Tourism needs support based on clear plan from state: Balbaa

Abdel Razek Al-Shuwekhi
5 Min Read

Ahmed Balbaa, chairperson of the Tourism Committee of the Businessmen’s Association, said that the tourism sector needs real support from the state based on a clear plan for a period no less than three years with the help of all government agencies.

In an interview with Daily News Egypt, Balbaa said that the real inbound tourism in 2016 was at most 3.5 million tourists, not 5.3 million as advertised.

How do you see the flow of tourists in the past year?

Last year saw the least inbound tourism to Egypt. We should not refer to the people fleeing their countries and coming to Egypt to avoid turmoil as tourists.

On the ground, the real number of tourists was 3.5 million at most, not 5.3 million as the Ministry of Tourism claims.

This means that inbound tourism in 2016 was the least in 20 years. This was the result of suspended Russian flights since October 2015, along with the travel ban imposed by Britain on flying to Sharm El-Sheikh.

English and Russian tourism are the two major markets for the Egyptian tourism sector. The suspension of their traffic recently caused the drop in the number of tourists.

But there has been some improvement over the past three months. What is your forecast for 2017?

Yes, there is some improvement in tourism inflow, especially from Germany, which I expect to register a growth of 30%, boosting the number of German tourists to 1 million up from 655,000 in 2016.

The rest of the major markets still have travel bans to Egypt, including Russian, British, and Italian.

If travel bans are lifted, inflow from Russia and Britain will be a huge benefit for Egypt, especially as we still offer relatively cheaper tourism.

What is your opinion about raising visa fees from $25 to $60 in July?

We thought that the state will waive all visa fees in light of the current circumstances.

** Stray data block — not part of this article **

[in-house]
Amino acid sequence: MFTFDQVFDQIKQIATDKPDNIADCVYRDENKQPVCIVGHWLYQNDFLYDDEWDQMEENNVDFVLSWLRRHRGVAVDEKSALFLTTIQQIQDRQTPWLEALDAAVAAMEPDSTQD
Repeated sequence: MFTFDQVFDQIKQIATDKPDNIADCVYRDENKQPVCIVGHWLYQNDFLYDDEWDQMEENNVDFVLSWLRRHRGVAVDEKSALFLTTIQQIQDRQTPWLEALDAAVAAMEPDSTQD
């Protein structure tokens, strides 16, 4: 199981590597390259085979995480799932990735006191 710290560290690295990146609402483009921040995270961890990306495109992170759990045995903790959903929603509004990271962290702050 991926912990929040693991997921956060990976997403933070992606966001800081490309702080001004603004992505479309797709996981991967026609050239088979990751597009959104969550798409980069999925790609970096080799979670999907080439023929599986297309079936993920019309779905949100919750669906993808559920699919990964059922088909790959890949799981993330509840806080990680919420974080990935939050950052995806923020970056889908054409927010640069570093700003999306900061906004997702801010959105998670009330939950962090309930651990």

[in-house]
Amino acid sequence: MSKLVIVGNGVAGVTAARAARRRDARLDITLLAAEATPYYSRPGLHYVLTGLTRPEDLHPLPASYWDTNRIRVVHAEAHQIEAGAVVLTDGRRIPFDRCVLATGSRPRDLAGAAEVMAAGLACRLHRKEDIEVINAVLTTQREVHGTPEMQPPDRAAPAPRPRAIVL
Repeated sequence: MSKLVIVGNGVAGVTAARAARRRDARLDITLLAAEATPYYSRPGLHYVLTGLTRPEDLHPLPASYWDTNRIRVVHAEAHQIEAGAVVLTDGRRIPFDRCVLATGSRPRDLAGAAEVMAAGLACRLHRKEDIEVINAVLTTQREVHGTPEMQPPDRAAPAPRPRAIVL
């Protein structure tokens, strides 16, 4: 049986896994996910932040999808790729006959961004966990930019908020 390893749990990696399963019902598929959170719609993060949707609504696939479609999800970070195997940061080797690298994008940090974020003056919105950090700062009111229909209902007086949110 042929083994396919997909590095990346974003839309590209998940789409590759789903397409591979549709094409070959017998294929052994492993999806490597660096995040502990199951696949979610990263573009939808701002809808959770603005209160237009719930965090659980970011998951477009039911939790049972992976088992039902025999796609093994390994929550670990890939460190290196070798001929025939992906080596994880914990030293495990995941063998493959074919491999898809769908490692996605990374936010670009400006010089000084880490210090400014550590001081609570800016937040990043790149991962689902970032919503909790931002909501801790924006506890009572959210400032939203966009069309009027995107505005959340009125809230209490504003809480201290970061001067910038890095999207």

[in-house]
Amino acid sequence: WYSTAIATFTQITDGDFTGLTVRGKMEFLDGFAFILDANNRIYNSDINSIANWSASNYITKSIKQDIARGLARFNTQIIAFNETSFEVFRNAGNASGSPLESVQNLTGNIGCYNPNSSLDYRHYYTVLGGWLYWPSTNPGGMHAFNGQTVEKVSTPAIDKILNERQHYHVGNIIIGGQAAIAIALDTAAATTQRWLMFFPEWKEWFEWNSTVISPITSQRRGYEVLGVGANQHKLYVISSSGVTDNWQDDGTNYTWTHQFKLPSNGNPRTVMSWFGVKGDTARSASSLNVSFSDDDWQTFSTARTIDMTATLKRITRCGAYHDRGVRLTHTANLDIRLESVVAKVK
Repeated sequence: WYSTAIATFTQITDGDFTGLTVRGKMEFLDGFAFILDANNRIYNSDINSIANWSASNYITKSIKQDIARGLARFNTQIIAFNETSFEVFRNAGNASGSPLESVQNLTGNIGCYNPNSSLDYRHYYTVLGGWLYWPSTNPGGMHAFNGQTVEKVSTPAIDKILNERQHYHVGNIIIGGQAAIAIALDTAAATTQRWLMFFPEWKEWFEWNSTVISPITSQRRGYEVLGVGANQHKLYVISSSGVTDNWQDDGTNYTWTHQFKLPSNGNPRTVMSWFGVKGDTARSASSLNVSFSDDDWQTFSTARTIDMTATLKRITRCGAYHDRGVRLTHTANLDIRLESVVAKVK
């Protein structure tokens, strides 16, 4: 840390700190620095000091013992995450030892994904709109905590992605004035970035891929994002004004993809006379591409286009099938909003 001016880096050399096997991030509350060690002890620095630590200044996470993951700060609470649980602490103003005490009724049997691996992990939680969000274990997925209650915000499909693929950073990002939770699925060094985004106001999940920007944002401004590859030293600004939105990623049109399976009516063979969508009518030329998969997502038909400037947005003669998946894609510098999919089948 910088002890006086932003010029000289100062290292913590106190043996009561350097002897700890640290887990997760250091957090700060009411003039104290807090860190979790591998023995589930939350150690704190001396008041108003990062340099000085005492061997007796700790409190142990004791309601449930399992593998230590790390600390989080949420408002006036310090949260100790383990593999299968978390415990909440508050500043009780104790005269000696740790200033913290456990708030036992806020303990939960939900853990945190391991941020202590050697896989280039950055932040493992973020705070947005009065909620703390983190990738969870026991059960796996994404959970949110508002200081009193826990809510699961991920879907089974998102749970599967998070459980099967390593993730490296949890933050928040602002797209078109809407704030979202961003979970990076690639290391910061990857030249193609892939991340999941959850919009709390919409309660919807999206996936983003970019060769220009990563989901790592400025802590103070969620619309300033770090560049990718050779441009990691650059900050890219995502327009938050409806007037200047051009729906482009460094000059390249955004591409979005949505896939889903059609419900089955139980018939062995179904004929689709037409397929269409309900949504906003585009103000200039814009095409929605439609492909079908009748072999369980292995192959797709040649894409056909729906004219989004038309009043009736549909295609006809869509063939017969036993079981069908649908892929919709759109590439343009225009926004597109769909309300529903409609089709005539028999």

We have to know that other competitors, such as Turkey and Tunisia, allow the entry of foreigners into its territory without a visa—especially the Russians.

The tourism sector has many financial burdens that the state should re-examine. The value-added tax (VAT), the visa fees, and the real estate tax are all making matters worse.

The government must develop a strategy to support the sector until it fully recovers. This will take, at the very least, three years. We have reached a very difficult stage after six years of suffering.

But the Central Bank of Egypt (CBE) launched an initiative allocating EGP 5bn to support the renewal and renovation of hotels and tourism facilities. How is this reflecting on the sector?

The initiative is good, but when we went to the banks seeking loans, we were told they did not have any directives in that regard.

According to the CBE, banks are supposed to finance 75% of the cost of renovation, while companies will secure the remaining 25%.

Egyptian tourism is a strong sector that is labour-intensive. What that means is that the tourism can boost economic growth in general, especially through securing foreign currency.

We called upon the government to provide us with incentives and clear growth plans, like the ones provided to other sectors.

There have been recent complaints about price-based selling. What is the solution to that problem?

The Minister of Tourism has to present a draft law to the parliament to solve this problem. The operational costs alone increased recently by over 40%.

Under these rising costs, it is not reasonable that you find rooms in the Red Sea area booked at $20 and $23 in Sharm El-Sheikh.

We must not claim that the free economy allows hotels to set their prices. The price-based selling is very negative. It waists assets and the state also loses revenues or taxes and fees. This practice also weakens the quality of Egyptian products against their counterparts.

The tourism sector is going through a real crisis, and must not stand by idly.

The problem is caused by a known reason: travel bans. We have to work to improve through solving the main problem, not by reducing our prices.

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